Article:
The contents were taken to the Wiltshire conservation laboratory, where the basket alone took a year's work to clean, freeze dry, and have its contents removed. The empty cist was reconstructed on the site. However, this winter's storms have done so much damage the archaeologists are now debating whether they will have to move the stones or leave them to inevitable disintegration.
The jewellery and other conserved artefacts will feature in an exhibition later this year at Plymouth city museum, but although work continues on her bones, it is unlikely to answer the mystery of who she was, how she died, and why at such a young age she merited a burial fit for a queen.Maev Kennedy
Pressure, temperature, volume and the number of particles of a gas can help predict how it will behave
Think of a cake. When you put it in the oven, it starts off at a particular volume and then, an hour later, it has risen to perhaps double its size. It is obvious what has happened – the air bubbles that you have carefully folded into the mixture during the preparation and the little bubbles of carbon dioxide created by the baking powder have expanded as they are heated in the oven, taking the rest of the cake with it. All this time, the pressure of the air inside those bubbles has stayed the same (you know that because cakes don't usually explode when you slice them after cooking).
It is an intuitive idea that bubbles of air will expand if you heat them, as long as the pressure remains constant. It is also a fundamental component of the ideal gas laws, first written down in the early 19th century by the French natural philosopher Joseph Louis Gay-Lussac. He was working on the relationship between the volume and temperature of a gas, building on work carried out several decades earlier by the inventor and mathematician Jacques Charles who had shown that volume and temperature were proportional – heat a gas and its volume will increase and vice versa, as long as the pressure remains constant.
The first piece of the ideal gas puzzle came in the 17th century. Robert Boyle had been carrying out experiments with air, which he proposed was full of particles connected by tiny invisible springs. He found that the pressure of a gas had an inverse relationship to its volume. If the volume doubled, its pressure halved and vice versa, when the temperature is held constant.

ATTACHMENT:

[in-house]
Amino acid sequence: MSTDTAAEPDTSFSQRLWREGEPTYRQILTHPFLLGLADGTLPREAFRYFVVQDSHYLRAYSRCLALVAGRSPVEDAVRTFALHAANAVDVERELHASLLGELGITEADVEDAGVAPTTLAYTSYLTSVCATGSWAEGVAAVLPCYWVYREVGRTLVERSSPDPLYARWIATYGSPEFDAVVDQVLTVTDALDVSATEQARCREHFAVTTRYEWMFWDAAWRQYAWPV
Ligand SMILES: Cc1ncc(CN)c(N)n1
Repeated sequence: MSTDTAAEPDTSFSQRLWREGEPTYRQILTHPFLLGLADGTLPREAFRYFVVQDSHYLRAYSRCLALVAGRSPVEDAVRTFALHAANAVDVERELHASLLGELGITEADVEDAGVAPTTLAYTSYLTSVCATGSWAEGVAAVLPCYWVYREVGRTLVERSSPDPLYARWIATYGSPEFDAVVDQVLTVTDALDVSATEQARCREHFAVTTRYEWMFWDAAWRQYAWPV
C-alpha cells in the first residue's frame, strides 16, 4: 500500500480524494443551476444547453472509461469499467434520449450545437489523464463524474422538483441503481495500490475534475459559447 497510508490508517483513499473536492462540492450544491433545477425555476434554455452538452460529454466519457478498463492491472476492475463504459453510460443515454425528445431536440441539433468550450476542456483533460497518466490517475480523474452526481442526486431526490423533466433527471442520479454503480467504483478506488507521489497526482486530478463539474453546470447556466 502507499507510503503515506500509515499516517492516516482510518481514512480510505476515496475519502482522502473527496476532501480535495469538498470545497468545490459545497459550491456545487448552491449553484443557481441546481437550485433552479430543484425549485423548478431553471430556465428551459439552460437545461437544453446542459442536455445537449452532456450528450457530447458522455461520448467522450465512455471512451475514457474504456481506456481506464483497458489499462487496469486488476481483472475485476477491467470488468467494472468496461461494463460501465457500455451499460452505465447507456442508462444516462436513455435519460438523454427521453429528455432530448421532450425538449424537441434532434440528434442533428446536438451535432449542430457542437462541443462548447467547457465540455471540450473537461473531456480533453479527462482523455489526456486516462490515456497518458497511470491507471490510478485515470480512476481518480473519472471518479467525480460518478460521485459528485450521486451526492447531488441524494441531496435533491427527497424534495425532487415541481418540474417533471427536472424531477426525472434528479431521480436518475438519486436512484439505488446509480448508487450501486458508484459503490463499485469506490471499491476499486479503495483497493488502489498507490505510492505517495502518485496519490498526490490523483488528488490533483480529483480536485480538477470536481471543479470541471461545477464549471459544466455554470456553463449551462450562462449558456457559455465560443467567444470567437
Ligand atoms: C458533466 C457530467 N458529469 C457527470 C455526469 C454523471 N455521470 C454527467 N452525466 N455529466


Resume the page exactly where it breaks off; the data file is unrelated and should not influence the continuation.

As well as the volume/temperature relationship, Gay-Lussac extended the work and experiments, from a century earlier, of the inventor Guillaume Amontons to show that, in a fixed volume of gas, pressure was directly proportional to absolute temperature.
With the three relationships between pressure, volume and temperature measured and written down, French engineer Benoît Paul Émile Clapeyron, one of the founding fathers of thermodynamics, combined the work of Boyle, Charles and Gay‑Lussac into the combined ideal gas equation above, in 1834.
In short, the ideal gas law shows the relationship between the four properties of a gas that you need to know in order to predict how it will behave: pressure, temperature, volume and the number of particles of gas (ie atoms or molecules) present. It is "ideal" because the law is a model that assumes the particles are infinitely small points and do not interact with each other. All collisions between ideal gas particles are elastic, which means they do not lose any energy when they rebound off each other.
In practice, real gas particles do have measurable sizes and sometimes attract or repel each other. Nevertheless, the ideal gas equation is a highly successful way to understand how gases shift and change depending on their surroundings.
The law states that the product of the pressure (P) and volume (V) of a gas is directly proportional to its absolute temperature (T, measured in kelvin). On the right-hand side of the equation is the number of moles of gas present (n) in the system, where a mole is equal to 6.02214129×1023 particles, a number known as the Avogadro constant. Also on the right is the universal gas constant (R), equal to 8.3145 joules per mole kelvin.